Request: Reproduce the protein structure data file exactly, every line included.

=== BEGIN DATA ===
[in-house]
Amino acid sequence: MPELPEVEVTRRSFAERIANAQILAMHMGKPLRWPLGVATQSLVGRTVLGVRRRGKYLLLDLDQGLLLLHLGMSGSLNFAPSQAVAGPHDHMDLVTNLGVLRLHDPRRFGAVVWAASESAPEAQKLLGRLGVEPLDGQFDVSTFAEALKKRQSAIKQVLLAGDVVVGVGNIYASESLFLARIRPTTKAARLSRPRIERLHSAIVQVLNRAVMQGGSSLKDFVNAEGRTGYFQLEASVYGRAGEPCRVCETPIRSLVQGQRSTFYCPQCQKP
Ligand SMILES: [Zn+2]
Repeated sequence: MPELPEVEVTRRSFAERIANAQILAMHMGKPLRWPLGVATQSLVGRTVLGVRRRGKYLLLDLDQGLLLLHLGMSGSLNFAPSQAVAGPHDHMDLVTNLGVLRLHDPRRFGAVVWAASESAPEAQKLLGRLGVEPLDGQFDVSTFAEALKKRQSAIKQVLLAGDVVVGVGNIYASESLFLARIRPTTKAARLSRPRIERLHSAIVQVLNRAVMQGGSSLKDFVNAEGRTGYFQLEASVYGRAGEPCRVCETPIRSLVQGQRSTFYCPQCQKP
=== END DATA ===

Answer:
[in-house]
Amino acid sequence: MPELPEVEVTRRSFAERIANAQILAMHMGKPLRWPLGVATQSLVGRTVLGVRRRGKYLLLDLDQGLLLLHLGMSGSLNFAPSQAVAGPHDHMDLVTNLGVLRLHDPRRFGAVVWAASESAPEAQKLLGRLGVEPLDGQFDVSTFAEALKKRQSAIKQVLLAGDVVVGVGNIYASESLFLARIRPTTKAARLSRPRIERLHSAIVQVLNRAVMQGGSSLKDFVNAEGRTGYFQLEASVYGRAGEPCRVCETPIRSLVQGQRSTFYCPQCQKP
Ligand SMILES: [Zn+2]
Repeated sequence: MPELPEVEVTRRSFAERIANAQILAMHMGKPLRWPLGVATQSLVGRTVLGVRRRGKYLLLDLDQGLLLLHLGMSGSLNFAPSQAVAGPHDHMDLVTNLGVLRLHDPRRFGAVVWAASESAPEAQKLLGRLGVEPLDGQFDVSTFAEALKKRQSAIKQVLLAGDVVVGVGNIYASESLFLARIRPTTKAARLSRPRIERLHSAIVQVLNRAVMQGGSSLKDFVNAEGRTGYFQLEASVYGRAGEPCRVCETPIRSLVQGQRSTFYCPQCQKP